Cervical cancer find solves decades-long mystery
A scientific discovery about where and how cervical cancer takes root in the body has resolved a decades-long mystery and could lead to even better prevention in the future, experts say.
Doctors have identified a peculiar population of stem-like cells in a part of the cervix that when infected by human papillomavirus are responsible for most cases of cervical cancer, according to a study out Monday.
But apparently as early as the 1920s, doctors in Boston, Massachusetts discovered a related phenomenon that arose from a common practice of cauterizing the cervix, or burning off any abnormal cells, after childbirth.
Back then, they noted that women who underwent the procedure almost never developed cervical cancer, but they were not sure why.
Now, doctors believe it was because they were burning off a population of host cells which cannot regenerate.
And the finding has made some consider whether the technique should be revived to help in parts of the developing world where cervical cancer remains a widespread killer of women.
Nearly 530,000 women are diagnosed with cervical cancer annually worldwide and 275,000 die from the disease, according to the World Health Organization.
But such deaths in the United States are rare. The introduction of the Pap smear and regular screenings in some Western countries in the 1950s cut down on deaths from cervical cancer by as much as 65 percent over four decades, the WHO said.
But back then, the unusual absence of cancer among a certain group of American women drew the attention of doctors.
"It has been the experience of many obstetricians who meticulously restore all cervices to a normal condition by cauterization that cervical cancer is extremely rare among their patients," US doctor Paul Younge wrote in the November 1957 edition of Obstetrics and Gynecology.
In the article, Younge recalled learning of the technique from a colleague, Paul Gustafson, who "began routine postpartum cauterization of the cervix over 30 years ago," and who told him shortly before dying that he had performed the procedure on more than 6,000 women.
Younge said only one of those patients in the Boston area had ever developed a cervical lesion, and urged all physicians to routinely cauterize the cervix after childbirth in case abnormalities were observed.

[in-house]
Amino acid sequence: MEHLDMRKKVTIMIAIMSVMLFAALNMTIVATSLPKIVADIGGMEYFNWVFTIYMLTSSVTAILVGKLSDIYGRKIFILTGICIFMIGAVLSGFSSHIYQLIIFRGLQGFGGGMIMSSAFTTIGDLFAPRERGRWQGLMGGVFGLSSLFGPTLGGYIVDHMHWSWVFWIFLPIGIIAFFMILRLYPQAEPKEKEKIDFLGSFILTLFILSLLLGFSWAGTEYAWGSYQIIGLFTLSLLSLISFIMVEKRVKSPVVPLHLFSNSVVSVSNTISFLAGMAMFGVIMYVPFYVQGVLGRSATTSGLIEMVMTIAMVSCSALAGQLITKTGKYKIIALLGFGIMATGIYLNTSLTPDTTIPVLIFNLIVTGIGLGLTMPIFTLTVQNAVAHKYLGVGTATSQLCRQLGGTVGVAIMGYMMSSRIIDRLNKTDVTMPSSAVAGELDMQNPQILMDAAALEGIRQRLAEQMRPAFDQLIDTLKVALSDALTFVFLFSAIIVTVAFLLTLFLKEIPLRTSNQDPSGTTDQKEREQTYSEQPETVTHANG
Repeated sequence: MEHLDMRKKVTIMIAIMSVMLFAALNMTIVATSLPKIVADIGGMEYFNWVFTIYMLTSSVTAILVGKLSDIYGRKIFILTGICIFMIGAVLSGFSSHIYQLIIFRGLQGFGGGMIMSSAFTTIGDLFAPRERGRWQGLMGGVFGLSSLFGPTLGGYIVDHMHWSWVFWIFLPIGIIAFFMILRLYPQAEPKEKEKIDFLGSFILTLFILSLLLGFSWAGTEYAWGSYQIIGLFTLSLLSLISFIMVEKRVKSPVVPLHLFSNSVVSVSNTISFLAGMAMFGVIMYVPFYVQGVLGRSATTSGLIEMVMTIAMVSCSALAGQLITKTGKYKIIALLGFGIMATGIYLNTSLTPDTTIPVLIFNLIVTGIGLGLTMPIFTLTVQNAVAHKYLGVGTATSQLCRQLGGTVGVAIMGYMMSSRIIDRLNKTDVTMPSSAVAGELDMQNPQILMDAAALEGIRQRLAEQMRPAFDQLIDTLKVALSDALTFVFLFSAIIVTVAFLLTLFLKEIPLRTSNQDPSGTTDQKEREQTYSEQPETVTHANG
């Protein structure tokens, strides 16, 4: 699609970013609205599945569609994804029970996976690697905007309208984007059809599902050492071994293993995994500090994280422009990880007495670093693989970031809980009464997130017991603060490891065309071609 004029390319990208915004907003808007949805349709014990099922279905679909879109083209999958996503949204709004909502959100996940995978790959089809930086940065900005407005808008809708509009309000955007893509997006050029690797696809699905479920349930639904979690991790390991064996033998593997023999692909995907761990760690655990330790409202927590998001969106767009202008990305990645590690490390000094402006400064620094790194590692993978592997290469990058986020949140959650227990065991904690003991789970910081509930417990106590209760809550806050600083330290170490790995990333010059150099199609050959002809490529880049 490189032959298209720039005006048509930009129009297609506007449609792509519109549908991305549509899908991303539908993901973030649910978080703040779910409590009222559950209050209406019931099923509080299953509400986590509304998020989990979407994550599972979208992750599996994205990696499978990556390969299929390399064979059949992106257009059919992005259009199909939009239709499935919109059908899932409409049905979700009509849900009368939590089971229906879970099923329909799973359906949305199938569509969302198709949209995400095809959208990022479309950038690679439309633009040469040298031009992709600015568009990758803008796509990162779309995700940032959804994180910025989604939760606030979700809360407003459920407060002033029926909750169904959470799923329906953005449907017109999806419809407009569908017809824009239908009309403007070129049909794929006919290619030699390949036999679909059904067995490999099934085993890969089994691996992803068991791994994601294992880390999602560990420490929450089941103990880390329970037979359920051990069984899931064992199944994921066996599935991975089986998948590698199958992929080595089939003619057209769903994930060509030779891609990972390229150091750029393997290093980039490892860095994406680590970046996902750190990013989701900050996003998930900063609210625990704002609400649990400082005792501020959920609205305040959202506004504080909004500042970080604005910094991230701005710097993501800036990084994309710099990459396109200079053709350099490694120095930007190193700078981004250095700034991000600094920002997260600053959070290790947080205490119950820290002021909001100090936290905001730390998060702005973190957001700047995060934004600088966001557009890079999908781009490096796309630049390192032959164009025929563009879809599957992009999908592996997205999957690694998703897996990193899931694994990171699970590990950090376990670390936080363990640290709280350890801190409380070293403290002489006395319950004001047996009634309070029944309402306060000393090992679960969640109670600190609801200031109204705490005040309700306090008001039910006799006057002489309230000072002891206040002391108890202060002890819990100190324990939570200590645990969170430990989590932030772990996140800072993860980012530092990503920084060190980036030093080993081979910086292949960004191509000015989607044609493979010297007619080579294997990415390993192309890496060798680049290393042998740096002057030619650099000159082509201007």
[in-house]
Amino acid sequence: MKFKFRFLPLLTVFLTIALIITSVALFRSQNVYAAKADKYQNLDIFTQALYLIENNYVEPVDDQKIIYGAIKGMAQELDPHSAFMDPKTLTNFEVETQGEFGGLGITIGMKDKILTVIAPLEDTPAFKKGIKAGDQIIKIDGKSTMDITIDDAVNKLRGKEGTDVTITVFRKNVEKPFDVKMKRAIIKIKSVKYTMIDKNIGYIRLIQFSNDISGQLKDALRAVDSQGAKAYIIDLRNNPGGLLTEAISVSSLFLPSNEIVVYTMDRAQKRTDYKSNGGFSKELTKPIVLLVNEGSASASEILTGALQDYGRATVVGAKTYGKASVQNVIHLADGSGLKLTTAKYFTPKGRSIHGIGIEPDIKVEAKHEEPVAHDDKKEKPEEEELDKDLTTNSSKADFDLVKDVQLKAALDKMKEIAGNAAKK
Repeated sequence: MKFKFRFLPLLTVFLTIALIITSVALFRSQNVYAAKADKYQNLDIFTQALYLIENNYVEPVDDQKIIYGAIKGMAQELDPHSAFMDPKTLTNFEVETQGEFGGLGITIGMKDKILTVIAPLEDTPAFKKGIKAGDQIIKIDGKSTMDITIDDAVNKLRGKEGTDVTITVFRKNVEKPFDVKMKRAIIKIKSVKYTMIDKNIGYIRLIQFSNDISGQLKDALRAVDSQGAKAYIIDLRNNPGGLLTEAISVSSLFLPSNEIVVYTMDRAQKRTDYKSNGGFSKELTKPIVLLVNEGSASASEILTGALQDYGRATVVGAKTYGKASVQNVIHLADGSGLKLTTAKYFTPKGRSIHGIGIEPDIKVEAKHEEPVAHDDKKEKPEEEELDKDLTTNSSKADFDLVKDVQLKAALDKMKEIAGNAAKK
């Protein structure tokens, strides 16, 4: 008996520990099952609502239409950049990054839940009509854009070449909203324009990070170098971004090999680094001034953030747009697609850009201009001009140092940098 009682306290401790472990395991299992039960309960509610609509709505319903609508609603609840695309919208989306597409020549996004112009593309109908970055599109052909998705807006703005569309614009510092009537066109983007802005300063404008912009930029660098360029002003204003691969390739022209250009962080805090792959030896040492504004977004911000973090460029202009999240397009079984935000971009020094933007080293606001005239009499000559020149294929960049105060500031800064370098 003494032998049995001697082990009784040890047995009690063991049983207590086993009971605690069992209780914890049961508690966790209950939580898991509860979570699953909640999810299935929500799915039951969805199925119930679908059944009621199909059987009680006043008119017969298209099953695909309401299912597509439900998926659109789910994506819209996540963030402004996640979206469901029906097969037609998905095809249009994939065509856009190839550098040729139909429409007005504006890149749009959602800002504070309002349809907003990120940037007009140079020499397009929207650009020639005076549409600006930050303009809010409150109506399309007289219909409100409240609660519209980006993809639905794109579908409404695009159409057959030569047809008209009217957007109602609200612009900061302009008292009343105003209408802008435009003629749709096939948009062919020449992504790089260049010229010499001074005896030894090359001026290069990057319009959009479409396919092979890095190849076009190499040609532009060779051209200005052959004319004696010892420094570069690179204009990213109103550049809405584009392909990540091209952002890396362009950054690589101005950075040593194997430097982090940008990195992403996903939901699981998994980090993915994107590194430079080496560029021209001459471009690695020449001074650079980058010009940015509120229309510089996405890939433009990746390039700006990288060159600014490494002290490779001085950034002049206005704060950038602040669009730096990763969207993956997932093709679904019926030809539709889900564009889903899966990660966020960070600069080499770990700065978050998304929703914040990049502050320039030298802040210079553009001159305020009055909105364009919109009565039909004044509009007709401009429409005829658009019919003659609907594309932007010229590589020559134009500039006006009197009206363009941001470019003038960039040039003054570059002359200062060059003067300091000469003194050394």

Younge and his colleague Albert Kevorkian performed the procedure for years until they retired from the Free Hospital, which has now become known as Brigham and Women’s Hospital, said Ralph Richart, who worked with them in 1960 when he was a fellow at Harvard University. Both men are now deceased.
"Everybody puzzled over this," Richart, 78, a professor emeritus at Columbia University, told AFP. "We speculated that you were treating by virtue of doing the cautery."
The technique involved peering at the cervix with a microscope-like instrument and delivering an electrical current through a medical wand to burn off the cells.
Patients were awake for the procedure and were not typically given narcotics to numb the pain.
"Women would describe it like bad menstrual cramps," he said.
Years later, Richart told Christopher Crum, who was working under him as a fellow at Columbia University, about the Boston doctors’ findings and the hints they left toward a potential preventive technique against cervical cancer.
Now Crum, who worked with colleagues from Harvard Medical School and the Agency for Science Technology and Research (A-STAR) in Singapore on the latest study, finally has some evidence for the phenomenon.
The cells where cancer takes root are usually located near the opening of the cervix, in a transition area between the vagina and uterus known as the squamo-columnar junction.
These cells appear to be remnants of the cell division and growth that occurs in the transition from embryo to fetus, called embryogenesis.
A similar population of cells has previously been found in the esophagus, in a transition area between the stomach and the throat.
The team described its findings in the Proceedings of the National Academy of Sciences.
Crum, now director of the division of women’s and perinatal pathology at Brigham and Women’s Hospital, sent his mentor a preprint of the article.
"I said, ‘Whoa! You have solved a 60-year-old mystery!’" recalled Richart. "I am an old guy and there are not many people left who remember those observations."
Researchers hope further study will reveal if such cells are linked to other HPV cancers, such as those that affect the anus and the throat.
The findings could also benefit places like south Asia and sub-Saharan Africa, where women may not have the opportunity for regular screenings or vaccines to prevent cervical cancer, but may be able to undergo a brief cryo-probe procedure that would freeze off the cells, Crum said.
Richart agreed that the technique may be due for an update and a revival.
"It may be possible to fashion clinical interventions which will take care of that in countries which can’t afford screening," Richart said.
"The more we know, the more likely we are to be able to utilize it for the benefit of women."